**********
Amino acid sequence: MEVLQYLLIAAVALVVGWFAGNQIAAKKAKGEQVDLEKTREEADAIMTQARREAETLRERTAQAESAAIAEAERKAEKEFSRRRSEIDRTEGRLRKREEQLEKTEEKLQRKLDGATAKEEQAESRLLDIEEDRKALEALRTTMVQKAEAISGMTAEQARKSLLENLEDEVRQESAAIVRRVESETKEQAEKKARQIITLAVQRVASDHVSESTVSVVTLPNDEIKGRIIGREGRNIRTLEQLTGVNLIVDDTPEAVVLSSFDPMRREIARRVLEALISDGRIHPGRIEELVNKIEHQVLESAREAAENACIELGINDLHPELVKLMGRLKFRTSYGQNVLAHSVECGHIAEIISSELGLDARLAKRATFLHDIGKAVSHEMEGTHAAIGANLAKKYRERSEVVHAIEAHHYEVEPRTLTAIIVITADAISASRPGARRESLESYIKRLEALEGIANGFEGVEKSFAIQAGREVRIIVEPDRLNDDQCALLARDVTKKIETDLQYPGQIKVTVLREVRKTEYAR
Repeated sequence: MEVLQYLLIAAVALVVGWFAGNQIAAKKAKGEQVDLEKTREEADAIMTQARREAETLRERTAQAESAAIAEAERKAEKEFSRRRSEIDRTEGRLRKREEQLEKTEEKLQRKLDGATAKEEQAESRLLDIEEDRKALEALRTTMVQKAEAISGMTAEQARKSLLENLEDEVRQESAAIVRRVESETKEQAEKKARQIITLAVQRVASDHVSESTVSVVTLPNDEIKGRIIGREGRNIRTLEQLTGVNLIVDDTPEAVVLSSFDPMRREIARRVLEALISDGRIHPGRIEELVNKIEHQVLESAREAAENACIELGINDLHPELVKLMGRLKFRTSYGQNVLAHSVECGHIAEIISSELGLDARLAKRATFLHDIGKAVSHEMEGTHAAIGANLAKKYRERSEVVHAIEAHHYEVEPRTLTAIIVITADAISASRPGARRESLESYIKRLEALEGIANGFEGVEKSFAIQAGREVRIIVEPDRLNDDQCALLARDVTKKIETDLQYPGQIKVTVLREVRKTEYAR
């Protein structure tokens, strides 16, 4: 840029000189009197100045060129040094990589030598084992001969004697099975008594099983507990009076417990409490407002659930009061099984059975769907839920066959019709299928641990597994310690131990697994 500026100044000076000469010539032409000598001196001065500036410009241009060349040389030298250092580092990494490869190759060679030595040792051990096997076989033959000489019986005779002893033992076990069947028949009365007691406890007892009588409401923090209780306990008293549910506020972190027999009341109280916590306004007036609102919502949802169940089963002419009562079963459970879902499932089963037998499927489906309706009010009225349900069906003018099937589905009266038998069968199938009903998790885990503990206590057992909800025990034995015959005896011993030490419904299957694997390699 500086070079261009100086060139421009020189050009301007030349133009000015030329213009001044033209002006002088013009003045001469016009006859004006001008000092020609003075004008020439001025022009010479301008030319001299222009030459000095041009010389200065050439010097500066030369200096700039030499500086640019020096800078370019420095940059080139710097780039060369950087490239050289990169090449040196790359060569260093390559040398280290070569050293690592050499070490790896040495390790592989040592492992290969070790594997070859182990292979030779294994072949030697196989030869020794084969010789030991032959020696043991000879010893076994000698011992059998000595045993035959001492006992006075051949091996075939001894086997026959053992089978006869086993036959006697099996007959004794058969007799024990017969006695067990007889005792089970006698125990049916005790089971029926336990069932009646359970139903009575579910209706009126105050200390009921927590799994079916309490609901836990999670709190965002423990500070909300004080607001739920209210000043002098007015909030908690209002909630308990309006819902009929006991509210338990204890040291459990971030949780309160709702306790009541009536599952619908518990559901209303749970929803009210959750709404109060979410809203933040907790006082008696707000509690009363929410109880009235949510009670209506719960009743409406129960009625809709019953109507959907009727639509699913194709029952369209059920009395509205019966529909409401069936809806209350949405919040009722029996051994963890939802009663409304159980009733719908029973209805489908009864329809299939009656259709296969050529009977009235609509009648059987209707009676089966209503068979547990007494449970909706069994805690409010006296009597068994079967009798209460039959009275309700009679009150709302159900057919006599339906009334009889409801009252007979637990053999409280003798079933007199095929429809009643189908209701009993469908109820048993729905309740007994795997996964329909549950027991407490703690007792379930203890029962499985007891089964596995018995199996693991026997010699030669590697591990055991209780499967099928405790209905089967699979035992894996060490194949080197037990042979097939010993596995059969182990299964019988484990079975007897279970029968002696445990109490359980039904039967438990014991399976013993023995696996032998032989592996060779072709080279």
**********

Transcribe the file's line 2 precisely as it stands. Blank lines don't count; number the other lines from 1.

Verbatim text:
Repeated sequence: MEVLQYLLIAAVALVVGWFAGNQIAAKKAKGEQVDLEKTREEADAIMTQARREAETLRERTAQAESAAIAEAERKAEKEFSRRRSEIDRTEGRLRKREEQLEKTEEKLQRKLDGATAKEEQAESRLLDIEEDRKALEALRTTMVQKAEAISGMTAEQARKSLLENLEDEVRQESAAIVRRVESETKEQAEKKARQIITLAVQRVASDHVSESTVSVVTLPNDEIKGRIIGREGRNIRTLEQLTGVNLIVDDTPEAVVLSSFDPMRREIARRVLEALISDGRIHPGRIEELVNKIEHQVLESAREAAENACIELGINDLHPELVKLMGRLKFRTSYGQNVLAHSVECGHIAEIISSELGLDARLAKRATFLHDIGKAVSHEMEGTHAAIGANLAKKYRERSEVVHAIEAHHYEVEPRTLTAIIVITADAISASRPGARRESLESYIKRLEALEGIANGFEGVEKSFAIQAGREVRIIVEPDRLNDDQCALLARDVTKKIETDLQYPGQIKVTVLREVRKTEYAR